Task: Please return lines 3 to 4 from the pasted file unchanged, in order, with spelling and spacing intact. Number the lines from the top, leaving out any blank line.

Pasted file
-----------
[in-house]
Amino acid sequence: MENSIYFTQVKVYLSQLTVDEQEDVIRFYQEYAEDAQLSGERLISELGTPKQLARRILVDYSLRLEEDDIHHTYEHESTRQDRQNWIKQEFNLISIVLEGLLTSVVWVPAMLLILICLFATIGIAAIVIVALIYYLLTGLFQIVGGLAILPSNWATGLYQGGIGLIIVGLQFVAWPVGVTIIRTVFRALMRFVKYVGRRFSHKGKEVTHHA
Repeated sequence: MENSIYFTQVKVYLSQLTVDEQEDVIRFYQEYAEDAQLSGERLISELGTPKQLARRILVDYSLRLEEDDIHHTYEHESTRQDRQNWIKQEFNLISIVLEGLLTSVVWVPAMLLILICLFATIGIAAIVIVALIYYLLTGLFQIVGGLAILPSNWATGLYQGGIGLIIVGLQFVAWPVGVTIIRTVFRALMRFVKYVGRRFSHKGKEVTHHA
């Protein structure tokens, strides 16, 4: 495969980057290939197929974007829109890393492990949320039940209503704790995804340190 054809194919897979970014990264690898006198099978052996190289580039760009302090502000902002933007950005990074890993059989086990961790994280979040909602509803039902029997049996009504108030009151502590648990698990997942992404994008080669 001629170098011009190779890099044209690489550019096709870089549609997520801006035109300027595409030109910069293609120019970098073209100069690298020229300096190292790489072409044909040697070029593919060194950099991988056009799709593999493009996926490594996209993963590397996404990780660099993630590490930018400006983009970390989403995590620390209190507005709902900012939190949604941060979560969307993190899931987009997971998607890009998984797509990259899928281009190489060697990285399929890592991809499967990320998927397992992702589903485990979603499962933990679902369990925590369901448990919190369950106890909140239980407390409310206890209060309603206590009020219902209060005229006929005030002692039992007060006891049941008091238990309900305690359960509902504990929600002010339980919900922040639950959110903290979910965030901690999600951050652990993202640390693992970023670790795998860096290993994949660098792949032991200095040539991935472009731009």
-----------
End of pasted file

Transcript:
Repeated sequence: MENSIYFTQVKVYLSQLTVDEQEDVIRFYQEYAEDAQLSGERLISELGTPKQLARRILVDYSLRLEEDDIHHTYEHESTRQDRQNWIKQEFNLISIVLEGLLTSVVWVPAMLLILICLFATIGIAAIVIVALIYYLLTGLFQIVGGLAILPSNWATGLYQGGIGLIIVGLQFVAWPVGVTIIRTVFRALMRFVKYVGRRFSHKGKEVTHHA
């Protein structure tokens, strides 16, 4: 495969980057290939197929974007829109890393492990949320039940209503704790995804340190 054809194919897979970014990264690898006198099978052996190289580039760009302090502000902002933007950005990074890993059989086990961790994280979040909602509803039902029997049996009504108030009151502590648990698990997942992404994008080669 001629170098011009190779890099044209690489550019096709870089549609997520801006035109300027595409030109910069293609120019970098073209100069690298020229300096190292790489072409044909040697070029593919060194950099991988056009799709593999493009996926490594996209993963590397996404990780660099993630590490930018400006983009970390989403995590620390209190507005709902900012939190949604941060979560969307993190899931987009997971998607890009998984797509990259899928281009190489060697990285399929890592991809499967990320998927397992992702589903485990979603499962933990679902369990925590369901448990919190369950106890909140239980407390409310206890209060309603206590009020219902209060005229006929005030002692039992007060006891049941008091238990309900305690359960509902504990929600002010339980919900922040639950959110903290979910965030901690999600951050652990993202640390693992970023670790795998860096290993994949660098792949032991200095040539991935472009731009």